Ours was great with one notable hitch. The daughter and SIL arrived the 24th as planned. Our son and family came in the 25th for a few hours. My bro and SIL arrived the 26th AND my sister had tickets through Southwest. No more needs to be said. At least for those of you in the states. If you live outside the states Southwest had mass cancellations over the holidays because of weather and their scheduling software. It was a mess of major proportions.
are fostering. Meet Shrek (tabby) and Fiona (the black and white).
They're ferals. Our job is to get them socialized so they can get their
forever homes. So far, they're still in hiding.
Besides my wonderful calendar from Denise.
A card from CJ with the envelope done in her amazing calligraphy.
On the dark streets of Mumbai, the paths of a missing dancer, a serial killer, and an inspector with a haunted past converge in an evocative thriller about lost love and murderous obsession.
After years of dancing in Mumbai’s bars, Tara Mondal was desperate for a new start. So when a client offered her a life-changing payout to indulge a harmless, if odd, fantasy, she accepted. The setup was simple: wear a blue-sequined saree, enter a crowded railway station, and escape from view in less than three minutes. It was the last time anyone saw Tara.
Thirteen years later, Tara’s lover, Inspector Arnav Singh Rajput, is still grappling with her disappearance as he faces a horrifying new crisis: on the city’s outskirts, women’s dismembered bodies are being unearthed from shallow graves. Very little links the murders, except a scattering of blue sequins and a decade’s worth of missing persons reports that correspond with major festivals.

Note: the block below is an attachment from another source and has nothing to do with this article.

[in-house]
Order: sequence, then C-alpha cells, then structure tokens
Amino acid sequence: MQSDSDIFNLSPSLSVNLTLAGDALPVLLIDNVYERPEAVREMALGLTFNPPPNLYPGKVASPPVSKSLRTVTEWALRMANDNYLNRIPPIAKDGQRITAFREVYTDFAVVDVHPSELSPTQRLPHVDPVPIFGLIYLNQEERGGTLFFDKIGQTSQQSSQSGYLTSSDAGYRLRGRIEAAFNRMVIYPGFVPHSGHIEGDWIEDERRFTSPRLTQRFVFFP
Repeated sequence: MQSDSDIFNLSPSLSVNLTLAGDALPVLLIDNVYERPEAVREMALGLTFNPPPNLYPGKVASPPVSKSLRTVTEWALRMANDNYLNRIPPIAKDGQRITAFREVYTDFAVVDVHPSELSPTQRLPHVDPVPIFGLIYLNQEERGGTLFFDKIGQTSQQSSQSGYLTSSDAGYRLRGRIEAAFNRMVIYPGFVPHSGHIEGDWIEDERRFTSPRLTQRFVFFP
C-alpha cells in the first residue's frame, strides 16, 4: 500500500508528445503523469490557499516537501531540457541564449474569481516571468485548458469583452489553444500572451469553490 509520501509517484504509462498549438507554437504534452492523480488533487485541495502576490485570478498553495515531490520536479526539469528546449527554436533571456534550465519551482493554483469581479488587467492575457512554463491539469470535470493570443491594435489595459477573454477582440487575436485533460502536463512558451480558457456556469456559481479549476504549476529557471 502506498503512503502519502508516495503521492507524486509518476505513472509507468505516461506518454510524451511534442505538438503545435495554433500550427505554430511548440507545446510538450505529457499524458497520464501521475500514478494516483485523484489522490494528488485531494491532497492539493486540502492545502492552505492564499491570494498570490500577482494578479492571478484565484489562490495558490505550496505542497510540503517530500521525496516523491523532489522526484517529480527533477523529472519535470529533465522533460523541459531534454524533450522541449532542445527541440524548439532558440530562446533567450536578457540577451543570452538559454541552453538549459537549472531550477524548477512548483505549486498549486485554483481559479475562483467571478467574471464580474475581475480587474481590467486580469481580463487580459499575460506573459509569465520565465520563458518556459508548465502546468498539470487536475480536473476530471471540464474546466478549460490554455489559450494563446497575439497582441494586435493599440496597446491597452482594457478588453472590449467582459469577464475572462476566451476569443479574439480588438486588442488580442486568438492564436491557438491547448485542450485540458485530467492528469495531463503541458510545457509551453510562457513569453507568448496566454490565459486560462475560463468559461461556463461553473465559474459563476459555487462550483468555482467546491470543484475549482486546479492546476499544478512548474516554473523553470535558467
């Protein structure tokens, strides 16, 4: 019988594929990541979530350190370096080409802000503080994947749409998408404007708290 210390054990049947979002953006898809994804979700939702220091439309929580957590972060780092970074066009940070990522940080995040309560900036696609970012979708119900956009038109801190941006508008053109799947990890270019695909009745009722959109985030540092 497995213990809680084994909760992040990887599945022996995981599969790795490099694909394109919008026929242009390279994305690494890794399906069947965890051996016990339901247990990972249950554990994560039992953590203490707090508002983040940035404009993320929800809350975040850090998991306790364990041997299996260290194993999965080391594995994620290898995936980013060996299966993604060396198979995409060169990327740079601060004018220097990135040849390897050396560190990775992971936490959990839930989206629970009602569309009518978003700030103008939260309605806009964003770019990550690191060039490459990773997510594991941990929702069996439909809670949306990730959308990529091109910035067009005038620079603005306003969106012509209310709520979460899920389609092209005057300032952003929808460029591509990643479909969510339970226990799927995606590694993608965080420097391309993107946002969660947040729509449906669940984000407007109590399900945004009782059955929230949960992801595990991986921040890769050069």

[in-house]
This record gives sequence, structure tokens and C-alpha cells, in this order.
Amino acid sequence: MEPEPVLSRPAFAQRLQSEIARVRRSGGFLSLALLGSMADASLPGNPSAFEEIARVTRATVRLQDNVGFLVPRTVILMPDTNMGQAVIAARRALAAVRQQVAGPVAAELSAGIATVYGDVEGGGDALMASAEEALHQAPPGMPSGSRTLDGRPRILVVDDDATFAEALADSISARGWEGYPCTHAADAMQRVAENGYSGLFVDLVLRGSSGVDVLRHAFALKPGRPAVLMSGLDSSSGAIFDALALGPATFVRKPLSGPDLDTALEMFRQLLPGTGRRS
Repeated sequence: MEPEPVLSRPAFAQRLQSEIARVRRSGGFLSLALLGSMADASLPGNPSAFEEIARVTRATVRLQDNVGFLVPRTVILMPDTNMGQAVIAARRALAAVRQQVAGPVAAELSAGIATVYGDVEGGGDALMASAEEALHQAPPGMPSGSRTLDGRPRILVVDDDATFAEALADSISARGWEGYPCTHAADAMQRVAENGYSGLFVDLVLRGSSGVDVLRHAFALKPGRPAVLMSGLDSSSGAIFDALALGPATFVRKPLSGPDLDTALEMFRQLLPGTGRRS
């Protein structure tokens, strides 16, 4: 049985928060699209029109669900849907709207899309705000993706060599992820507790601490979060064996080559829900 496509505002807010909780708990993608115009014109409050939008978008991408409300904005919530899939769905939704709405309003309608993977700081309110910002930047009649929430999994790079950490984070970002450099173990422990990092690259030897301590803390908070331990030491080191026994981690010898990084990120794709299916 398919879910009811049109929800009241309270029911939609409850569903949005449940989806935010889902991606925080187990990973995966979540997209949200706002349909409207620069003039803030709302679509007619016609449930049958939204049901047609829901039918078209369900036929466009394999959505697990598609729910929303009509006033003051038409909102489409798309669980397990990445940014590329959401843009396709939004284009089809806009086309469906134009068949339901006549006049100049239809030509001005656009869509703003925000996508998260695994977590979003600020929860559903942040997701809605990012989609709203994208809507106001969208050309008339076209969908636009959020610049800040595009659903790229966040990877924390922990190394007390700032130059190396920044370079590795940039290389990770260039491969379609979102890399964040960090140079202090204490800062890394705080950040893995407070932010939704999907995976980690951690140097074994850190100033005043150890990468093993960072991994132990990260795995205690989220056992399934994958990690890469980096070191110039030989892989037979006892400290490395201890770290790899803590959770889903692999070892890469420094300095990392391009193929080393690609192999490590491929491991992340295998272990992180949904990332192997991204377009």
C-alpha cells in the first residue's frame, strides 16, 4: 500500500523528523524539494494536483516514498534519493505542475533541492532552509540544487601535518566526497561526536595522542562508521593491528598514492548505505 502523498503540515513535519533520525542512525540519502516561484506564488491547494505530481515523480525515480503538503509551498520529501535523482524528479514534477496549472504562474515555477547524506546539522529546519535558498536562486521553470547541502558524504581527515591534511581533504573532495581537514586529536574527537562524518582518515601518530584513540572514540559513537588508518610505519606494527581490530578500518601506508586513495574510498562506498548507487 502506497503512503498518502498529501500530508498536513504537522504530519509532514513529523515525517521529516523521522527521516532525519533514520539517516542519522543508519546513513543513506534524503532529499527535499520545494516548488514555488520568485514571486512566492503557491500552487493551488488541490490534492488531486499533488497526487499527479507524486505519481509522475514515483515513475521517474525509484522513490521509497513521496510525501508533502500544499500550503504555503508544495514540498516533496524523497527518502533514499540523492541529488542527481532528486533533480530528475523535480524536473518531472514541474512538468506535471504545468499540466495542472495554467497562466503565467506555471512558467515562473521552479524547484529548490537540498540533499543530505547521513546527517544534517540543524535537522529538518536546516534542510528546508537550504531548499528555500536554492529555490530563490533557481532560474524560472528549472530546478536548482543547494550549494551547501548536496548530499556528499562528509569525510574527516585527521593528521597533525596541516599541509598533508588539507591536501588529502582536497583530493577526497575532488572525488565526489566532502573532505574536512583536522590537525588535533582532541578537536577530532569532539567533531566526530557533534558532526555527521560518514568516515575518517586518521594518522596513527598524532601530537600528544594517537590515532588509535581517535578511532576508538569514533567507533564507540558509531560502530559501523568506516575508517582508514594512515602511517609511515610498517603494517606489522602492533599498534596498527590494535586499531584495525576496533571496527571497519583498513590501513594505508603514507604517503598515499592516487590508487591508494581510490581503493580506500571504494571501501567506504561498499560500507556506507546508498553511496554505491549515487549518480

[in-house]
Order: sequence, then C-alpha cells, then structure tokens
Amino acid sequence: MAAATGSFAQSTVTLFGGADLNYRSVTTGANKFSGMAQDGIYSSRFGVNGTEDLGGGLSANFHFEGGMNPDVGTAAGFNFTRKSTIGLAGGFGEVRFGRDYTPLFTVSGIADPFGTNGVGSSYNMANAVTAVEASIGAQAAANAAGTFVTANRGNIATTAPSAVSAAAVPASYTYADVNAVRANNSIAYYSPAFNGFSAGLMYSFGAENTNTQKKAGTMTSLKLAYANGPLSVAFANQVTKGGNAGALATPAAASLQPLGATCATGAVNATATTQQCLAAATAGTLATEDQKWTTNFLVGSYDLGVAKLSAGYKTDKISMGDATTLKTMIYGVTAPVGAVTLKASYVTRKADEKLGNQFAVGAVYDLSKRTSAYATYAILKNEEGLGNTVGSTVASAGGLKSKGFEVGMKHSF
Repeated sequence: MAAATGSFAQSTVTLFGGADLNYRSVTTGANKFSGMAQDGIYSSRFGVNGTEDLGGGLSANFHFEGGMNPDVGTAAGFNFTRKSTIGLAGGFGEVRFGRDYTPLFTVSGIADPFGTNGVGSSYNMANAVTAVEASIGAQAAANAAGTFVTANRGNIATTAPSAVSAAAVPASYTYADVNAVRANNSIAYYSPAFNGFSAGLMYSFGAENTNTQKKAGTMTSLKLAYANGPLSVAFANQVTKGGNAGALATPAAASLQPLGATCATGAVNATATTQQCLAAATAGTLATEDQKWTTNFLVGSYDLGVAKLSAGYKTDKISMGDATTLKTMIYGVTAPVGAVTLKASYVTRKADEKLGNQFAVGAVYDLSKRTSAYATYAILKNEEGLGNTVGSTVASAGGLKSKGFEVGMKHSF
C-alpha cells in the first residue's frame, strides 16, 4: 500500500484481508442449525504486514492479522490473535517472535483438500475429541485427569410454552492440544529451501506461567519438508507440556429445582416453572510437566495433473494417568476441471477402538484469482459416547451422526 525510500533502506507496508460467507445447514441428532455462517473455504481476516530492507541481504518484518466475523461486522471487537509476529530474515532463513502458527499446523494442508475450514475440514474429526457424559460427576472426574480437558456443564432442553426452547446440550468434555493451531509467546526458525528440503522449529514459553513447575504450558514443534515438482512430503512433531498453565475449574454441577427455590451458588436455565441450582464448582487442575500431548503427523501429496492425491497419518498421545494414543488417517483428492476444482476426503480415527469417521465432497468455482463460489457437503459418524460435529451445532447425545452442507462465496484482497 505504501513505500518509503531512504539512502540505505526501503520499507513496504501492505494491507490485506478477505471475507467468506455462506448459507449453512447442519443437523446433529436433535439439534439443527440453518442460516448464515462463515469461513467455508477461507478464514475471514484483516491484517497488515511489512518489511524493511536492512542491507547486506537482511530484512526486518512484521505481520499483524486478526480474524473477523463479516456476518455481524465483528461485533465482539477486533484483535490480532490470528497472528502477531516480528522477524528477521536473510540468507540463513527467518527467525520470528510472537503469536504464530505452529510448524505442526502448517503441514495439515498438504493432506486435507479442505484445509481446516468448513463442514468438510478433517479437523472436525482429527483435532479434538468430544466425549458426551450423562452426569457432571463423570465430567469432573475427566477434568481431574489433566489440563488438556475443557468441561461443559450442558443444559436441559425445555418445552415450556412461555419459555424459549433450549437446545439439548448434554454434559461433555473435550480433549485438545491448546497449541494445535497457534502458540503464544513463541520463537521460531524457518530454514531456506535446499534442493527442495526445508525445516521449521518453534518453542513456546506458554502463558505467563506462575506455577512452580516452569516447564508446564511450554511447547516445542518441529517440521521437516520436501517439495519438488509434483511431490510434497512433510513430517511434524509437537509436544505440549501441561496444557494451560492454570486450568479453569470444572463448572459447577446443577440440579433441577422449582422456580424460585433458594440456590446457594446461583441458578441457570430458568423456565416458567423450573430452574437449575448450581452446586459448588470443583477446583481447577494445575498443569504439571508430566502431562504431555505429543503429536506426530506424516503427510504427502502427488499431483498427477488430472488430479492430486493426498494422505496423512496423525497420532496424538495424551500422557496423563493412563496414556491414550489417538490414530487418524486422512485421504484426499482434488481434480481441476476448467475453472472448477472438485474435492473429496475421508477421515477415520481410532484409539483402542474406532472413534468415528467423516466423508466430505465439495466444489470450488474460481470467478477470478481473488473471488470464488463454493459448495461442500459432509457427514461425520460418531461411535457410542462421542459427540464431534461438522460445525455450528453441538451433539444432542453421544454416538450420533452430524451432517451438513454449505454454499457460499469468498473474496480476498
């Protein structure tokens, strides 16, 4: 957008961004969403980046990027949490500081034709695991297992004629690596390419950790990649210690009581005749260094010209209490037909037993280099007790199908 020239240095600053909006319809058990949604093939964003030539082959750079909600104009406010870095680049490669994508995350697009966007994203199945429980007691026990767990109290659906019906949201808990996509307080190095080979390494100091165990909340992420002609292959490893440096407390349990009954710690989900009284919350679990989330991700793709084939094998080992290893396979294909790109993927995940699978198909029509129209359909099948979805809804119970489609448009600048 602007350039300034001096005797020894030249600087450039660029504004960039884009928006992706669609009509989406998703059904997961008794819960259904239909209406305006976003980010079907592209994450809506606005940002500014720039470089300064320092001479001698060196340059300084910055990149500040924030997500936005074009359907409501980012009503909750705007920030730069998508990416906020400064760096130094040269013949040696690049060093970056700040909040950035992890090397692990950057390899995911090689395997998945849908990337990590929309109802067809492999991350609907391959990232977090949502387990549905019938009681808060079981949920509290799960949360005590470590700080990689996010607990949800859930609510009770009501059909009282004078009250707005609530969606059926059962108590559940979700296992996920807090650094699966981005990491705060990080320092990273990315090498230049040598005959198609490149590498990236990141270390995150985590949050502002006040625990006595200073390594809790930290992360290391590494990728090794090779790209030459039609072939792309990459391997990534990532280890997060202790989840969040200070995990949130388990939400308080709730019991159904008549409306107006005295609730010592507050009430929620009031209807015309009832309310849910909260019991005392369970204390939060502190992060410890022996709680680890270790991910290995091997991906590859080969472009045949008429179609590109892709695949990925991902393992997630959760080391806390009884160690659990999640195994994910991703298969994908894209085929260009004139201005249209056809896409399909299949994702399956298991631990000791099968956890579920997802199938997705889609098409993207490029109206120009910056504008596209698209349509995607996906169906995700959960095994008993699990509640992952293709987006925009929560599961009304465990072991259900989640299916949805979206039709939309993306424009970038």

Past and present blur as Arnav realizes he’s on the trail of a serial killer and that someone wants his investigation buried at any cost. Could the key to finding Tara and solving these murders be hidden in one of his cold cases? Or will the next body they recover be hers?
2002, Borivali Station
Endings are overrated. There’s only one true, certain end—everything else a load of bullshit, or how you call it, bakwaas. Beginnings, though. Beginnings are everywhere. It all began with that midnight-colored saree, thick with dark-blue sequins, its endless sea of shimmering dots stitched by hands that must have cracked and bled over the months of needle in and out of taut cloth in some dingy, godforsaken hole in one of Mumbai’s stinking alleyways.
The saree, draped well below Tara’s navel, scratched against her skin. The low-necked silver blouse scraped her shoulders, but she tried not to think about any of this, or the sweat trickling down her back while she maneuvered through the crush of bodies.
It had rained that afternoon, cooling the air, but not enough for the wide, dark shawl Tara had worn as per instructions. It was never cold enough in Mumbai for shawls. Especially not on a platform at Borivali Station during rush hour, which swarmed thicker than ants on a dead beetle. The voices of hundreds of men and women rose around her, red-uniformed porters yelling at everyone to stand back, squalling children, announcements of all the trains departing from or arriving in India’s city of dreams.
The Blue Bar is narrated by various characters. Here’s what each character does when they are stressed:
Arnav: He heads to the dojo, where he tries to center himself by practicing karate stances.
Villain: He cuts himself with a razor, while seated in his empty bathtub.
Buy link: https://linktr.ee/
BIO: Damyanti Biswas is the author of You Beneath Your Skin and numerous short stories that have been published in magazines and anthologies in the US, the UK, and Asia. She has been shortlisted for Best Small Fictions and Bath Novel Awards and is coeditor of the Forge Literary Magazine.
Apart from being a novelist, she is an avid reader of true crime, a blogger, and an animal lover. Her ambition has always been to live in a home with more books than any other item, and she continues to work toward that.